Etymology
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sextuplet (n.)

1852, "union or combination of six things," from adjective sextuple "sixfold," patterned on triplet, etc. The meaning in music, "group of six notes to be performed in the time of four" (a double triplet) is by 1876; earlier in the same sense were sextole, sextolet (1854).

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deepness (n.)

Old English deopnes "deep water," also "a mystery or secret;" see deep (adj.) + -ness. From late 12c. as "distance downward;" c. 1200 as "wisdom, profundity."

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parsec (n.)

interstellar distance measure, 1913, from first elements of parallax second. It is the distance at which an object has parallax (viewed from Earth at an interval of six months and halved) of one second of arc, or about 3.26 light-years.

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futhorc (n.)

1851, historians' name for the Germanic runic alphabet; so called from its first six letters (th being a single rune), on the model of alphabet.

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sextillion (n.)

1680s, from Latin sext-, combining form of sex "six" (see six) + ending from million. Compare billion. In English, and originally Italian, numeration, 1 to the 6th power (one followed by thirty-six zeroes); in French and U.S. use, 1,000 to the 7th power (one followed by twenty-one zeroes). Related: Sextillionth.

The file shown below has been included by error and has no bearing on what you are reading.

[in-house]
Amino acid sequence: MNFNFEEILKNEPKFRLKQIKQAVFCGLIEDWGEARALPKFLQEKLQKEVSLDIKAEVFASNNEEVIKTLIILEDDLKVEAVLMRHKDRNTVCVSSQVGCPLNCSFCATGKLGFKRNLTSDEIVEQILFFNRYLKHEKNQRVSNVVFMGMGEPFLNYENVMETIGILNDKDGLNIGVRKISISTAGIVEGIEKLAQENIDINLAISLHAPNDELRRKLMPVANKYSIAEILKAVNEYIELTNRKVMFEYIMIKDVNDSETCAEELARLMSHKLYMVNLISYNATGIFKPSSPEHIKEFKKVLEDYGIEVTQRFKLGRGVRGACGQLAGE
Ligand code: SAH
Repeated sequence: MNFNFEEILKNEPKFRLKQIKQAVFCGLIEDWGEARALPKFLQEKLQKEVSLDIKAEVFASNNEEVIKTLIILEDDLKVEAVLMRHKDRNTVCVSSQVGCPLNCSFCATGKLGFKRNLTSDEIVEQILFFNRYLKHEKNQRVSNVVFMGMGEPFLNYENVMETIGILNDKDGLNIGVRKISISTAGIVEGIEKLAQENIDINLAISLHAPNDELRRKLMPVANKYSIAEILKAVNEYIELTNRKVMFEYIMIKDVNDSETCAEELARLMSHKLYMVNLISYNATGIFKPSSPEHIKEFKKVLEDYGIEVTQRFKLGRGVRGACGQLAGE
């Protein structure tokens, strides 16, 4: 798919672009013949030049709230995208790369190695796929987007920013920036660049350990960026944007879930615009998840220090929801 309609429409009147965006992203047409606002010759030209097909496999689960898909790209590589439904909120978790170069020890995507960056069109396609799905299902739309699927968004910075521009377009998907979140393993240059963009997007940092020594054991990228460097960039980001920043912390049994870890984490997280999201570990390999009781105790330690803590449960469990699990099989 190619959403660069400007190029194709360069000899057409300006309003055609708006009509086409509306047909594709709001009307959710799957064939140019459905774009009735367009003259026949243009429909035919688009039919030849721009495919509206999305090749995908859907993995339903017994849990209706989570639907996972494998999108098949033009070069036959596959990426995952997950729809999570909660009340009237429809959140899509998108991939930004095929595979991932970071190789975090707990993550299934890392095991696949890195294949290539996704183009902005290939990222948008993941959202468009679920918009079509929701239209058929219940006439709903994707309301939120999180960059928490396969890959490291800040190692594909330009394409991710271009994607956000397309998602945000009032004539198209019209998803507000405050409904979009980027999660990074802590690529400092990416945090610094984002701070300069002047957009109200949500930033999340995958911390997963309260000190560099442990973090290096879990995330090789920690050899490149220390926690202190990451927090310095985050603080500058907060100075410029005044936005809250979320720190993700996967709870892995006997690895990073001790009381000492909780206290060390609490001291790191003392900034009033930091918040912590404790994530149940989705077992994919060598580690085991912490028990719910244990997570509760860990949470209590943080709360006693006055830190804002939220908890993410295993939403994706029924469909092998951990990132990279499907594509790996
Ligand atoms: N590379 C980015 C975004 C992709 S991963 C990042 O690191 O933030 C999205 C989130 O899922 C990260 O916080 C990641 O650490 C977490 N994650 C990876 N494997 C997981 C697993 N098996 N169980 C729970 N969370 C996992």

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back (adv.)

"to or toward the rear or the original starting place; in the past; behind in position," literally or figuratively, late 14c., shortened from abak, from Old English on bæc "backwards, behind, aback" (see back (n.), and compare aback). To give (something) back is to give it again, to give it in the opposite direction to that in which it was formerly given. Adverbial phrase back and forth is attested by 1814.

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bathukolpian (adj.)

also bathycolpian, etc., "big-breasted," 1825, from Greek bathykolpos "with full breasts," literally "deep-bosomed," from bathys "deep" (see benthos) + kolpos "breast" (see gulf (n.)). With -ian.

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sice (n.)

"a roll of 6 in dice," late 14c., from Old French sis, from Latin sex (see six).

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chimichanga (n.)

"deep-fried burrito," by 1964; the thing and the name for it seem to have originated somewhere along the western U.S.-Mexico border (Arizona, Sonora). The name is said to mean "trinket" in Mexican Spanish.

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sestina (n.)

type of poem in fixed form, 1797, from Italian, "poem of six-lined stanzas," from sesto "sixth," from Latin sextus (see six). Invented by 12c. Provençal troubadour Arnaut Daniel. The line-endings of the first stanza are repeated in different order in the rest, and in an envoi.

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